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Today we’ll take a closer look at Bilby Plc (LON:BILB) from a dividend investor’s perspective. Owning a strong business and reinvesting the dividends is widely seen as an attractive way of growing your wealth. Yet sometimes, investors buy a popular dividend stock because of its yield, and then lose money if the company’s dividend doesn’t live up to expectations.
With a four-year payment history and a 7.8% yield, many investors probably find Bilby intriguing. It sure looks interesting on these metrics – but there’s always more to the story . When buying stocks for their dividends, you should always run through the checks below, to see if the dividend looks sustainable.
Companies (usually) pay dividends out of their earnings. If a company is paying more than it earns, the dividend might have to be cut. So we need to form a view on if a company’s dividend is sustainable, relative to its net profit after tax. In the last year, Bilby paid out 39% of its profit as dividends. This is medium payout level that leaves enough capital in the business to fund opportunities that might arise, while also rewarding shareholders. One of the risks is that management reinvests the retained capital poorly instead of paying a higher dividend.
Another important check we do is to see if the free cash flow generated is sufficient to pay the dividend. Unfortunately, while Bilby pays a dividend, it also reported negative free cash flow last year. While there may be a good reason for this, it’s not ideal from a dividend perspective. It’s positive to see that Bilby’s dividend is covered by both profits and cash flow, since this is generally a sign that the dividend is sustainable, and a lower payout ratio usually suggests a greater margin of safety before the dividend gets cut.
Remember, you can always get a snapshot of Bilby’s latest financial position, by checking our visualisation of its financial health.
Before buying a stock for its income, we want to see if the dividends have been stable in the past, and if the company has a track record of maintaining its dividend. Looking at the data, we can see that Bilby has been paying a dividend for the past four years. This company’s dividend has been unstable, and with a relatively short history, we think it’s a little soon to draw strong conclusions about its long term dividend potential. During the past four-year period, the first annual payment was UK£0.023 in 2015, compared to UK£0.025 last year. This works out to be a compound annual growth rate (CAGR) of approximately 1.9% a year over that time. Bilby’s dividend payments have fluctuated, so it hasn’t grown 1.9% every year, but the CAGR is a useful rule of thumb for approximating the historical growth.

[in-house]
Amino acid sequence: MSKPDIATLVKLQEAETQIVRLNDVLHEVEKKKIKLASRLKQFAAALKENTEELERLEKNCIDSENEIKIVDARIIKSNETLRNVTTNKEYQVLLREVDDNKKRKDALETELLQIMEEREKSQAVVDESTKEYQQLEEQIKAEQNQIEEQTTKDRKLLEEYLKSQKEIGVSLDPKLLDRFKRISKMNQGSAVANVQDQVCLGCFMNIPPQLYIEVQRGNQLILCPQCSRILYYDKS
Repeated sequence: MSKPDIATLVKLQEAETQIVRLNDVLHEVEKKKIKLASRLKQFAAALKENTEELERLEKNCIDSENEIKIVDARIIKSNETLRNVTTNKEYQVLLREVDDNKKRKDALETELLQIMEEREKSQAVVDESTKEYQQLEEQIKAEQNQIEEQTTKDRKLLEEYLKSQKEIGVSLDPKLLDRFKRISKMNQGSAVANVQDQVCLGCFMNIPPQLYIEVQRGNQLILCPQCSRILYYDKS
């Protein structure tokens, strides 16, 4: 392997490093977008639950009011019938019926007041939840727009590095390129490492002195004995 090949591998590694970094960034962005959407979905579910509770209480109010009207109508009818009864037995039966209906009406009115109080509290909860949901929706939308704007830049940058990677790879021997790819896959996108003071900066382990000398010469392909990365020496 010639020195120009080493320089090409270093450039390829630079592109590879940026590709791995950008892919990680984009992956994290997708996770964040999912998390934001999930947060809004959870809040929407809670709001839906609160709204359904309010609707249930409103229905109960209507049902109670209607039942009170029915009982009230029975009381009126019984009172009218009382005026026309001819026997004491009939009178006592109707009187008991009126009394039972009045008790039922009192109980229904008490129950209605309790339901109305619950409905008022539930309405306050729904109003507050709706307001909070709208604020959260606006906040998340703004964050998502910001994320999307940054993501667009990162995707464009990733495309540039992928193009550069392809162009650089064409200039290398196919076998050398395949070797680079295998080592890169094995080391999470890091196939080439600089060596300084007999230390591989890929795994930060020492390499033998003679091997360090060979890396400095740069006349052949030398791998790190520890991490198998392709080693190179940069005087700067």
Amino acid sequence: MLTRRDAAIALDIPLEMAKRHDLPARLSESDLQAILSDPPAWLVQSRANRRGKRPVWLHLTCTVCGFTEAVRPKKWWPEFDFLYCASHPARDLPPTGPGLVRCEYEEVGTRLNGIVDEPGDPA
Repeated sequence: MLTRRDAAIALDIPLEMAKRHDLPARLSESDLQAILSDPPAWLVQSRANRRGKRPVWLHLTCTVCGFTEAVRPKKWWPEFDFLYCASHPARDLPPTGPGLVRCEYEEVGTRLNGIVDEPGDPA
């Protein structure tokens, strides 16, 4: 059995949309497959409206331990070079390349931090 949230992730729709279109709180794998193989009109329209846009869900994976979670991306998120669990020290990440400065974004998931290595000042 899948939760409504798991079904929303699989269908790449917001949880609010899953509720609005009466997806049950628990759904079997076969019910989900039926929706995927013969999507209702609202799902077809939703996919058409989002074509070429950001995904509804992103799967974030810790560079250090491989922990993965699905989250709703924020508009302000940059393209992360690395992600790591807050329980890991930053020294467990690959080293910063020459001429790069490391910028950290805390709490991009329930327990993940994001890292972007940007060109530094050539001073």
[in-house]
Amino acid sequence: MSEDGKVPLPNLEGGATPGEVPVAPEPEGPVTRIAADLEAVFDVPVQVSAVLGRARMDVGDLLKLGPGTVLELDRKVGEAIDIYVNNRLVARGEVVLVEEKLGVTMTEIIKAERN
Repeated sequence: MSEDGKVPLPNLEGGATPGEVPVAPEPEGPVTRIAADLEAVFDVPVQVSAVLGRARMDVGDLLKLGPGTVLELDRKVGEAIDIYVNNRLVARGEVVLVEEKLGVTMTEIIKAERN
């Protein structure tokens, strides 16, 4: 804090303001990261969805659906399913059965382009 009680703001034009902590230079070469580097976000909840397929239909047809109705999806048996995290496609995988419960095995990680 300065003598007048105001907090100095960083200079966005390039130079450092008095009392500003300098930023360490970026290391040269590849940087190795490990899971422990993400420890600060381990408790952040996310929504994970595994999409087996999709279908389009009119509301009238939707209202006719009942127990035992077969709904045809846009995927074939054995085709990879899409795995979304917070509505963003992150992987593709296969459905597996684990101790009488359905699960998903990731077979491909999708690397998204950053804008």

Modest growth in the dividend is good to see, but we think this is offset by historical cuts to the payments. It is hard to live on a dividend income if the company’s earnings are not consistent.
Dividend Growth Potential
Given that the dividend has been cut in the past, we need to check if earnings are growing and if that might lead to stronger dividends in the future. Strong earnings per share (EPS) growth might encourage our interest in the company despite fluctuating dividends, which is why it’s great to see Bilby has grown its earnings per share at 10% per annum over the past five years. Earnings per share have been growing at a good rate, and the company is paying less than half its earnings as dividends. We generally think this is an attractive combination, as it permits further reinvestment in the business.
To summarise, shareholders should always check that Bilby’s dividends are affordable, that its dividend payments are relatively stable, and that it has decent prospects for growing its earnings and dividend. First, we like Bilby’s low dividend payout ratio, although we’re a bit concerned that it paid out a substantially higher percentage of its free cash flow. We were also glad to see it growing earnings, but it was concerning to see the dividend has been cut at least once in the past. Ultimately, Bilby comes up short on our dividend analysis. It’s not that we think it is a bad company – just that there are likely more appealing dividend prospects out there on this analysis.
Are management backing themselves to deliver performance? Check their shareholdings in Bilby in our latest insider ownership analysis.
We have also put together a list of global stocks with a market capitalisation above $1bn and yielding more 3%.
We aim to bring you long-term focused research analysis driven by fundamental data. Note that our analysis may not factor in the latest price-sensitive company announcements or qualitative material.
If you spot an error that warrants correction, please contact the editor at email@example.com. This article by Simply Wall St is general in nature. It does not constitute a recommendation to buy or sell any stock, and does not take account of your objectives, or your financial situation. Simply Wall St has no position in the stocks mentioned. Thank you for reading.